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Rescinding Job Offers – Without Trouble

Rescinding Job Offer Based on New Information Q&A

Can you rescind a job offer if you find out new information about a candidate? For instance, can an employer rescind a job offer due to errors on applications? Learn what steps you can take to limit liability in this situation.

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Q: We recently offered a job to a candidate who is supposed to start next week. However, yesterday one of my board members indicated that the candidate was a “troublemaker” and was adamant that she should not be hired based on a recent confrontation the board member had with her. Can we rescind the job offer based on this new information, and if we do, should we tell her why?

(Download free Hiring model policy including HR best practices and legal background.)

A: As a general rule, employers have the discretion to rescind a job offer. However, when you do so, you can raise questions regarding whether you are doing so for nondiscriminatory reasons. So, you should make sure that you can document your nondiscriminatory reasons for doing so. In particular, you should be comfortable that your board member’s objections are nondiscriminatory and reflect negatively on the candidate’s ability to perform the job.

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A first step may be to determine what exactly your board member means when he says the person is a “troublemaker.” If, for example, his assessment is based on the applicant’s participation in protected activities (such as the applicant is a member of a minorities’ rights group and this bothers the board member), you may want to rethink the job withdrawal because of the potential discriminatory implications, assuming the applicant is otherwise qualified.

But, if the applicant and the board member had a confrontation that calls into question the applicant’s ability to perform the job duties effectively, that incident may be a better reason to withdraw the offer. For example, if the candidate lost her temper and was abusive or offensive when talking to the board member at a professional meeting, these actions could be considered appropriate reasons for withdrawing the job offer.

Another problem if you rescind the job offer is what to communicate to the applicant. You generally are not required to explain your decision to applicants who are not hired, but since an offer was already made, the applicant will assume that your organization has a particular reason for the withdrawal. One approach is simply to explain to the candidate that new information has come up that changed your view of the candidate’s qualifications for the job. However, this explanation also may seem vague and unsatisfactory to the candidate and cause her to assume that your decision is somehow based on improper reasons.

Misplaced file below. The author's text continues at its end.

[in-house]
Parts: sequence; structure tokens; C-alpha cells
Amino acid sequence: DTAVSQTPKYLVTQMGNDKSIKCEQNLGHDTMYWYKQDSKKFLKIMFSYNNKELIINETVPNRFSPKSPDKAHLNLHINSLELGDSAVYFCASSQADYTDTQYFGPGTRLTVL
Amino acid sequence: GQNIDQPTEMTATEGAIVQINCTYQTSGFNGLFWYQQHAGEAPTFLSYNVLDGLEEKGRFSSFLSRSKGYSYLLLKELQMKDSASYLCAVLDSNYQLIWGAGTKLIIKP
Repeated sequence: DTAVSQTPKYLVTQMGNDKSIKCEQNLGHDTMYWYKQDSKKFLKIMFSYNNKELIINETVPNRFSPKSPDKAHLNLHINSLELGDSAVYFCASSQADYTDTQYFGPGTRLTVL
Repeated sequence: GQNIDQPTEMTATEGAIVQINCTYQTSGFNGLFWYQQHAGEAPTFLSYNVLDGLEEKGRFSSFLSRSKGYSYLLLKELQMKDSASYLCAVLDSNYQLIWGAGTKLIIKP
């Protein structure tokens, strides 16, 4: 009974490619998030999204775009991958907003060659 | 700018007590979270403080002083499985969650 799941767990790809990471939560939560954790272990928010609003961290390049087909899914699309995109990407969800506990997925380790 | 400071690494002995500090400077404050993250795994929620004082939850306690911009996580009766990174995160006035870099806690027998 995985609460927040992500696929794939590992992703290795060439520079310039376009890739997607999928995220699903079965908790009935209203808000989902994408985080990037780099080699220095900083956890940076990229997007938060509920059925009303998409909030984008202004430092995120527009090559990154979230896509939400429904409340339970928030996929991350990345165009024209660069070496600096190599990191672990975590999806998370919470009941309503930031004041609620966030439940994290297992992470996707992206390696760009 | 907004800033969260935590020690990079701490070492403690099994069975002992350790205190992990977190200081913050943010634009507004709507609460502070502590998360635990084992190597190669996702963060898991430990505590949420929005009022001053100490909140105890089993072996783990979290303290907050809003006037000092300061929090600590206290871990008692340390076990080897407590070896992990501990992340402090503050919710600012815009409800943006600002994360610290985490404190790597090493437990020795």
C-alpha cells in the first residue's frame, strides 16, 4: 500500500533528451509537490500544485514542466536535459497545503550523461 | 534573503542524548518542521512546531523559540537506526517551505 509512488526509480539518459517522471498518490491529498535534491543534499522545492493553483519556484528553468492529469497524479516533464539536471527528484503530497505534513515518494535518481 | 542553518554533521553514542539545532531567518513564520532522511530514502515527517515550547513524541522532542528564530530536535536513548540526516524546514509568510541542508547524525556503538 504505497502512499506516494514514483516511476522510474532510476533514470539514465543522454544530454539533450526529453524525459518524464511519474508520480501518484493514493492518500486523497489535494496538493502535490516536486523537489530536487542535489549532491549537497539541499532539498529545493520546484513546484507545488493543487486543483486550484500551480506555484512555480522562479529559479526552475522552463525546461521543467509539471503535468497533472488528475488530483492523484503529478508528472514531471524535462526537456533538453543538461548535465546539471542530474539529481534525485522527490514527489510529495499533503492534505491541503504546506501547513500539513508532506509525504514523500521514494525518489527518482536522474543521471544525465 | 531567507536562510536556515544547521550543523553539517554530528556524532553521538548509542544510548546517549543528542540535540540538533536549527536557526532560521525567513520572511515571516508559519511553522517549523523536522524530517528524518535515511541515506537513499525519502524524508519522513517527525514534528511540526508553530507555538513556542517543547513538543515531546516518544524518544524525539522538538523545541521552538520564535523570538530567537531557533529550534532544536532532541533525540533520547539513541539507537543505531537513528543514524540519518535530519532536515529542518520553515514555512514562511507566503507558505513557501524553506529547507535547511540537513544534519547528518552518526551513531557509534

Alternatively, you may want to provide a more detailed explanation of the final decision to the candidate to help her understand your rationale. If you take this approach, you should consider the following two tips for providing a succinct account of the withdrawal:

(1) To protect against claims of discrimination, any explanation should be factual, straightforward, and brief. You should not go into elaborate detail to justify the decision but should explain the legitimate, business-related reasons for the rejection. While the candidate may not like the decision, she at least may have a better understanding of it. Under these circumstances, the candidate will be less likely to perceive the action as discriminatory or illegal.

(2) The candidate is not entitled to any more information than you choose to divulge. Therefore, if the candidate pushes for more reasons or makes threats of legal action, you should end the conversation and thank the candidate for her time.

(Download free Hiring model policy including HR best practices and legal background.)

As a final step, it is prudent to discuss this issue with your attorney prior to communicating the final decision to the applicant to ensure you have considered all potential legal issues that could arise as a result of the withdrawal.


Robin Thomas, J.D.
Personnel Policy Service, Inc.

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